Read Recent Journals
Entered By: Mark
Entry Date: 2011-04-01 10:44:53
Subject: Friday April 01, 2011

      Minimum wage was raised in Honduras this week. This is the wage that most people receive if they are employed legally. The wage is raised every year, negotiated by business leaders and union leaders but ultimately decided by congress. This year the increase was pegged at the inflation rate plus the growth in GDP. The inflation rate was determined to be 6.5%. GDP growth was 3%. Therefore wages were increased 9%. The wage increase is retroactive to January, so employers must give a lumpsum to make up for the last three months.

      Two years ago the former president "Mel" Zelaya, raised minimum wage 80% overnight. Massive unemployment resulted. Honduras is definitely a dichotomy of haves and have nots. The have nots believe that legislation, rather than productivity increases, can be used to effectively distribute wealth. As an employer of a ministry, I can tell you that just because there is inflation, does not mean we receive more donations. Our donations have been pretty flat for the last four years and actually declined about 10% last year because of the ailing economy. Thankfully I have plenty of work to bridge the gap but we outspent our donations 2 to 1 before the wage increase.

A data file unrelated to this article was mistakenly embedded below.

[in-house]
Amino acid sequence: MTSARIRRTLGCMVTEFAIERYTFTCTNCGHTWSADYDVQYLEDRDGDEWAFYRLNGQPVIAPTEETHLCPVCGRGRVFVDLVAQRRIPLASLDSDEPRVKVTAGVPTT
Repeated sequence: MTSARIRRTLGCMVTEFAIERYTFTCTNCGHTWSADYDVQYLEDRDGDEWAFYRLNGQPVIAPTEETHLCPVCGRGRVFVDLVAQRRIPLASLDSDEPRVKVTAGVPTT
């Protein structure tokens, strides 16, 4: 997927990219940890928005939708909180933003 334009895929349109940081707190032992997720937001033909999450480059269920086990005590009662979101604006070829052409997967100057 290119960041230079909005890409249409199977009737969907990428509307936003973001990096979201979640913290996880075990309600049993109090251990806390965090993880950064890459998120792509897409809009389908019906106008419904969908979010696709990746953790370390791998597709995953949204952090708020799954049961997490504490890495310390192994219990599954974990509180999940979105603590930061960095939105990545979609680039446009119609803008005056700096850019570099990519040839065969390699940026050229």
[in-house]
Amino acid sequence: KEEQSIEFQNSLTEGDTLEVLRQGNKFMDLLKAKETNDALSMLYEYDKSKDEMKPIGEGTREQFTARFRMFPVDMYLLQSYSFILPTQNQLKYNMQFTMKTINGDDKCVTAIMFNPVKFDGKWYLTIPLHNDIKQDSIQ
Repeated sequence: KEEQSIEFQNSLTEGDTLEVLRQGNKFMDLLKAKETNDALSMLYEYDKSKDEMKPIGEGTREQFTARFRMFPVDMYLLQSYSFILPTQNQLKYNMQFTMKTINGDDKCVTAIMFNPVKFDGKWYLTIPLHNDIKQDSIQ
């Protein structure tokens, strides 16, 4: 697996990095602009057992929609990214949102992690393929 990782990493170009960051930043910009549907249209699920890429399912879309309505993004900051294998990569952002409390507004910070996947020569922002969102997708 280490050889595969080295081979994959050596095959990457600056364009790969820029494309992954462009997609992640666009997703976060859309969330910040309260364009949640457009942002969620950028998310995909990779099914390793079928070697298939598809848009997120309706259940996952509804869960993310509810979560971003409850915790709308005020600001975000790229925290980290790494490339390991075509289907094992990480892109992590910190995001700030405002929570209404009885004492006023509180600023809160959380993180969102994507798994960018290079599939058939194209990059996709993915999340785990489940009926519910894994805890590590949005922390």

Labor costs on the farm are of course the largest expense, followed by food, then medical expenses and transportation. It has always been my hope to help struggling parents keep their families together by providing jobs, but the truth is that the law here is forcing me to back off that a bit. I've already broken the news to the two farm hands that I am going to have to make some changes in the way their pay is determined. I am thinking of making all their work project/contract based rather than a monthly wage. This is tricky also as the labor laws are very pro-employee.

     I can go contract, but if a disgruntled contractor runs to the labor board it would be extremely difficult to avoid some huge settlement, even if the laws are on my side. We were here only two months before we owed three ex-workers a total of $7000. We did not hire them, they were here when we arrived. They abused the boys and stole from the home, but we still had to pay. The worker is always right in the eyes of the law.

    Honestly, I could easily replace one worker by buying a professional grade weed eater for about $450. This would save us a lot over time, but it's difficult to take a job from someone in a country where there are not enough jobs to go around. We could probably replace both workers if we had a small tractor, but same deal.

     So I am torn between economics, labor laws and a heart to help. It is possible that a tractor could make the farm productive enough to support 2-3 workers, but it's difficult to tell.

Read Recent Journals

Other messages by Mark
Education  by Mark on Tuesday October 23, 2018
Perfect Guy Breakfast  by Mark on Saturday September 29, 2018
Perfect Guy Breakfast  by Mark on Tuesday July 24, 2018
re: New Server  by Mark on Monday July 02, 2018
New Server  by Mark on Tuesday May 29, 2018
Repairing and Painting  by Mark on Tuesday May 29, 2018
Summer  by Mark on Tuesday May 22, 2018
Inbound  by Mark on Saturday January 27, 2018
Monday December 25, 2017  by Mark on Monday December 25, 2017
Kids Home  by Mark on Saturday December 16, 2017

See other journal entries